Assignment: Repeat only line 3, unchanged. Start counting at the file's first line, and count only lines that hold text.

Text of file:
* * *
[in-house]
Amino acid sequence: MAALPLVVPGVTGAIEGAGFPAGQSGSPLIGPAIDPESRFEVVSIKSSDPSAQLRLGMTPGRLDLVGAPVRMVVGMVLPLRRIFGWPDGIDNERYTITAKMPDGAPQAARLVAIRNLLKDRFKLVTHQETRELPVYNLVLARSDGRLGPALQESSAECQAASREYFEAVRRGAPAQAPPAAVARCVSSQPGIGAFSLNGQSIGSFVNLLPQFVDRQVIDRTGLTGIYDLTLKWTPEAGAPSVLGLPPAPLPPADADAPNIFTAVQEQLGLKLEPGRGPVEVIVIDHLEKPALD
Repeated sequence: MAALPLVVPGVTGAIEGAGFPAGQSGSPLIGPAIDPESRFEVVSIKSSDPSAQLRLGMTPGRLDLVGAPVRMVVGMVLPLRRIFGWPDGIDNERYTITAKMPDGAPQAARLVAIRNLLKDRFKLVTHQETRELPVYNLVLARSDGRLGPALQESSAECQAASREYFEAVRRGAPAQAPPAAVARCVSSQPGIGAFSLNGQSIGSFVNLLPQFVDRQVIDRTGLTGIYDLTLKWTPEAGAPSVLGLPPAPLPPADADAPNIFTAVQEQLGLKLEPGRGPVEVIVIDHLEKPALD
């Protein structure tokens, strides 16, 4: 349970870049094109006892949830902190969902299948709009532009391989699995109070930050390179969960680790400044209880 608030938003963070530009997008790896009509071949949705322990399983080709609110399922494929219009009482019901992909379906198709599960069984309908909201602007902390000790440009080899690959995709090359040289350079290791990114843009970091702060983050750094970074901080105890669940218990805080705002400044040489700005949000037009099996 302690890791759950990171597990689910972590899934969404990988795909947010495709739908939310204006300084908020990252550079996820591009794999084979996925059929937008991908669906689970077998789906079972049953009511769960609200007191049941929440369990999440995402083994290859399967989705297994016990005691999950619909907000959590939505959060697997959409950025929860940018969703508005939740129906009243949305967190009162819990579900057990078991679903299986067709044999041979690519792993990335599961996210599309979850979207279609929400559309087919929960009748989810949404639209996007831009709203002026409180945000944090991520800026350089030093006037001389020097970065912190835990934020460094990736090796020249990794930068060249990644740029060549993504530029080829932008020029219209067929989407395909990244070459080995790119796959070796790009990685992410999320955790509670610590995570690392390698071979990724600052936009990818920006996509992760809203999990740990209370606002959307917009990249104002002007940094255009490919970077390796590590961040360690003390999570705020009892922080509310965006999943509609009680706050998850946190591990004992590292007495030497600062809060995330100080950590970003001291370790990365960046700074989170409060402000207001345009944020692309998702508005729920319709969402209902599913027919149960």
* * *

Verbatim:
Repeated sequence: MAALPLVVPGVTGAIEGAGFPAGQSGSPLIGPAIDPESRFEVVSIKSSDPSAQLRLGMTPGRLDLVGAPVRMVVGMVLPLRRIFGWPDGIDNERYTITAKMPDGAPQAARLVAIRNLLKDRFKLVTHQETRELPVYNLVLARSDGRLGPALQESSAECQAASREYFEAVRRGAPAQAPPAAVARCVSSQPGIGAFSLNGQSIGSFVNLLPQFVDRQVIDRTGLTGIYDLTLKWTPEAGAPSVLGLPPAPLPPADADAPNIFTAVQEQLGLKLEPGRGPVEVIVIDHLEKPALD